We have confirmed that a rapid assessment protocol, originally developed in another study in Bangladesh[5, 15], to study collective exposure to violence and human rights violation and its health effect, was applicable in northern Kosovo. Many victims in our study had a high prevalence of severe pain and emotional disturbance and a reduced level of physical fitness, which was also related to unemployment and low education level. There is little that a classical rehabilitation programme can do about the poverty and unemployment that are part of the wider socio-economic setting. However, we suggest that a community-based rehabilitation programme with a focus on increasing in physical fitness and mobility and promotion of social participation could help to improve emotional health and reduce the tendency to obesity and the prevalence of emotional disturbances among the most traumatized population in northern Kosovo.

List of abbreviations

BMI: 

Body Mass Index

CI: 

confidence interval

KRCT: 

Kosovo Rehabilitation Centre for Torture Victims

OR: 

odds ratio

NATO: 

North Atlantic Treaty Organization

NGO: 

non-governmental organisation

PTSD: 

post-traumatic stress disorder

RCT: 

Rehabilitation and Research Centre for Torture Victims

SD: 

standard deviation

TCIDTP: 

torture and other cruel, inhuman or degrading treatment or punishment

WHO: 

World Health Organization.

Declarations

Acknowledgements

The study was dedicated to the victims and their family members. The study was funded by the Novo Nordisk Research Foundation. We would like to thank Kosova Rehabilitation Centre for Torture Victims (KRCT) for their assistance in the field. We acknowledge the supports from the RCT documentation centre and library. We also acknowledge Per-Erik Isberg, Department of Statistics, Lund University, Sweden for his advice on data analysis. We specially acknowledge the help of Jennifer Jenkins and Andrei Chirokolava in the editing of the manuscript.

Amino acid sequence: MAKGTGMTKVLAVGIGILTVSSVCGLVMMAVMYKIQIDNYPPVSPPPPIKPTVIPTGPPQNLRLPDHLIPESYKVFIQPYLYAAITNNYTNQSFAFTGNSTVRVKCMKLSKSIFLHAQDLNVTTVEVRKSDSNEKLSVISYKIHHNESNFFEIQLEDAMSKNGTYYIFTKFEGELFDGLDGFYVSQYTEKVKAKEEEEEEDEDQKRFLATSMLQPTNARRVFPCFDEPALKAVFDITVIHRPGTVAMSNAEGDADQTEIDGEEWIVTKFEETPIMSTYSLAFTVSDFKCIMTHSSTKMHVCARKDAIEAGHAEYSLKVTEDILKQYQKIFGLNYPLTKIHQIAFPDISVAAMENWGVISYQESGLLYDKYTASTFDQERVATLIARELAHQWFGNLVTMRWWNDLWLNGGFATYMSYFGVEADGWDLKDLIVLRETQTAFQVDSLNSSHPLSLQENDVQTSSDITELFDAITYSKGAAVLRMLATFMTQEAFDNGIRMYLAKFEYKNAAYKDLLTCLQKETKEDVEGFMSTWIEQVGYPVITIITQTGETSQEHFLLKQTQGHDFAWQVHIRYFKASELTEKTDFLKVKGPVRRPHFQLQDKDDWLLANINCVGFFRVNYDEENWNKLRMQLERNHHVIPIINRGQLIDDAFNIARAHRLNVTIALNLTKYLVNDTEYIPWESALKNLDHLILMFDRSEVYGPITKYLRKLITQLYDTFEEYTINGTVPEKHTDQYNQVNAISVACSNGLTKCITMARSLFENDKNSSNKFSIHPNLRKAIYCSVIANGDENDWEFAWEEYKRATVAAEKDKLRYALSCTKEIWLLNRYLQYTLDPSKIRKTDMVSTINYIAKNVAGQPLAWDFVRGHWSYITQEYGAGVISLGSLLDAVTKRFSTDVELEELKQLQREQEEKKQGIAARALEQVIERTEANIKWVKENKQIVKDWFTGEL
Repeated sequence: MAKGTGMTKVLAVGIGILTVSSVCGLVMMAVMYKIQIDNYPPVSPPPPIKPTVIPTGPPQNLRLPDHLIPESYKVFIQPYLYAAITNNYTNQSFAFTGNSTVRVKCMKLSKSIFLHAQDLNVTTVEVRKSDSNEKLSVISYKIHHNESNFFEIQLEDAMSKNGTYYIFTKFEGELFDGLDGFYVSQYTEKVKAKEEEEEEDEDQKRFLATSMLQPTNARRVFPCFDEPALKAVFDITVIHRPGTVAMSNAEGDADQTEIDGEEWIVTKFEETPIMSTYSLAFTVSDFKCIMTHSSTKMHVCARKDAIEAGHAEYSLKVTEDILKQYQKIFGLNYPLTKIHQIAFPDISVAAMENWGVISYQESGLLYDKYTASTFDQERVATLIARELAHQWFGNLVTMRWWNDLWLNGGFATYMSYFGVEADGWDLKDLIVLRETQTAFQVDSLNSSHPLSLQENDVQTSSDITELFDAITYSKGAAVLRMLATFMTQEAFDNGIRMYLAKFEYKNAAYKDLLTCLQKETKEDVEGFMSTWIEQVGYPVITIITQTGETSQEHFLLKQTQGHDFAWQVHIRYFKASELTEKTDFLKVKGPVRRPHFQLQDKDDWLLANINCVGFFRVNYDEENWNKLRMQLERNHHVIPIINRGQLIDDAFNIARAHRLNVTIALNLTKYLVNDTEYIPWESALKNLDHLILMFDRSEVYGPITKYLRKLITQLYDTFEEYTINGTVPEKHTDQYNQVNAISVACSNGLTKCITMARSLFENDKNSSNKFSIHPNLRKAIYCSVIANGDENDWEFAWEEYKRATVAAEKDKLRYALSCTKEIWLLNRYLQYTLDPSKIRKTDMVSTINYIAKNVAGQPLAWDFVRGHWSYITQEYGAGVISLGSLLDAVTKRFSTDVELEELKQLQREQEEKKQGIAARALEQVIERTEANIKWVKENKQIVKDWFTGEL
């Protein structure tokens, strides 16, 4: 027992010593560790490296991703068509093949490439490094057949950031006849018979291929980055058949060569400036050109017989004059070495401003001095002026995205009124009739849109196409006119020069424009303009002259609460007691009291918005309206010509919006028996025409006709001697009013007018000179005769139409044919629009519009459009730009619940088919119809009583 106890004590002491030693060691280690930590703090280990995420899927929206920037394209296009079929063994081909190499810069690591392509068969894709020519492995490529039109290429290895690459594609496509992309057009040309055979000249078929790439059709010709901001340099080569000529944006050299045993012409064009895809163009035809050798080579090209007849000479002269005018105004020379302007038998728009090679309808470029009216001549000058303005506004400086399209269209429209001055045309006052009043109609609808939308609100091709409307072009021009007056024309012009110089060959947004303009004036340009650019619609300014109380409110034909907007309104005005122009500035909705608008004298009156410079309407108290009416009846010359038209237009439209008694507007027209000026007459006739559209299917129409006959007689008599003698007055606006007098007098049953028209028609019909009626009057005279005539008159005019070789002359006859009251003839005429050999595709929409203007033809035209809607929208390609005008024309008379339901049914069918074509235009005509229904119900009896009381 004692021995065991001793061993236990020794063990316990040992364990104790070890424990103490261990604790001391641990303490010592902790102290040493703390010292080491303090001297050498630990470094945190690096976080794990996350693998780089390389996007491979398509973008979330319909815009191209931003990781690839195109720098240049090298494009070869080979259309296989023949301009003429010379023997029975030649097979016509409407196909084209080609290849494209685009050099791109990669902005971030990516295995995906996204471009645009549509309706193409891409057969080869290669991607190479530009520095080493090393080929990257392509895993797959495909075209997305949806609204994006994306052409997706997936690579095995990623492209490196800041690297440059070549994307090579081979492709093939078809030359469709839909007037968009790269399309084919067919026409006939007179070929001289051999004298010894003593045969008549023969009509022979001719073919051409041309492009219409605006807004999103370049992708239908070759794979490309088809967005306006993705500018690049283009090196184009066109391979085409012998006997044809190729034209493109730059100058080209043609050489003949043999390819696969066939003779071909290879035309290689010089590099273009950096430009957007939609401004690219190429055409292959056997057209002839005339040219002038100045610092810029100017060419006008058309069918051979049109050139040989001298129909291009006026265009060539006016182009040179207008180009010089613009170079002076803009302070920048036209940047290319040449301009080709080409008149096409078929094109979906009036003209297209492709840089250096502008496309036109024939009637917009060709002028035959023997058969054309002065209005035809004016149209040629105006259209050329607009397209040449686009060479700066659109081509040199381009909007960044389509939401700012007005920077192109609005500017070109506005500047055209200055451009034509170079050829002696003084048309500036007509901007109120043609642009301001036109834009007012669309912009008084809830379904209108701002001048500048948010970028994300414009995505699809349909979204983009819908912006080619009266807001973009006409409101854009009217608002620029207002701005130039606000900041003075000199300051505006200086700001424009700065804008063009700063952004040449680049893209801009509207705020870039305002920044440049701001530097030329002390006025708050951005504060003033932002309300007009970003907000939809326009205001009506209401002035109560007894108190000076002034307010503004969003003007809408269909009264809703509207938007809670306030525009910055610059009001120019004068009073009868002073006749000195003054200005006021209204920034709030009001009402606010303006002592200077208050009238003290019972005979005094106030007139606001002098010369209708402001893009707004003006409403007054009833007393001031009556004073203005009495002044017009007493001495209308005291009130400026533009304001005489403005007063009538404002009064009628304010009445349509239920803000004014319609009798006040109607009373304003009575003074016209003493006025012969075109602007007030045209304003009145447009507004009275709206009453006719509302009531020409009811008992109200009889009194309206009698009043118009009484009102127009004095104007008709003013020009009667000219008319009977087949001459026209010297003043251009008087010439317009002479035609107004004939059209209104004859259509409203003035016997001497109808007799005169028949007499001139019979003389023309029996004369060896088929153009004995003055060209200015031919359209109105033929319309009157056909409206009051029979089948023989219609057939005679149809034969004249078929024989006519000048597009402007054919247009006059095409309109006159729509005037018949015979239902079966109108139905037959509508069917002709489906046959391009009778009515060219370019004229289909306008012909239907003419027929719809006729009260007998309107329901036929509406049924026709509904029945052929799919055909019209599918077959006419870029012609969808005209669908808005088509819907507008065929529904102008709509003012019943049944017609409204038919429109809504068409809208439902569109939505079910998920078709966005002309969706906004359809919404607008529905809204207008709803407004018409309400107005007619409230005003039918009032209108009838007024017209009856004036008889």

Authors’ Affiliations

(1)
Rehabilitation and Research Centre for Torture Victims (RCT)
(2)
Kosova Rehabilitation Centre for Torture Victims (KRCT)
(3)
Department of Psychology, University of Pristina

References

  1. Murthy RS, Lakshminarayana R: Mental health consequences of war: a brief review of research findings. World Psychiatry. 2006, 5 (1): 25-30.PubMed CentralPubMedGoogle Scholar
  2. Alexander A, Blake S, Bernstein MA: The staying power of pain. A comparison of torture survivors from Bosnia and Colombia and their rates of anxiety, depression and PTSD. Torture. 2007, 17 (1): 1-10.PubMedGoogle Scholar
  3. Kashdan TB, Morina N, Priebe S: Post-traumatic stress disorder, social anxiety disorder, and depression in survivors of the Kosovo War: experiential avoidance as a contributor to distress and quality of life. J Anxiety Disord. 2009, 23 (2): 185-196. 10.1016/j.janxdis.2008.06.006.PubMed CentralView ArticlePubMedGoogle Scholar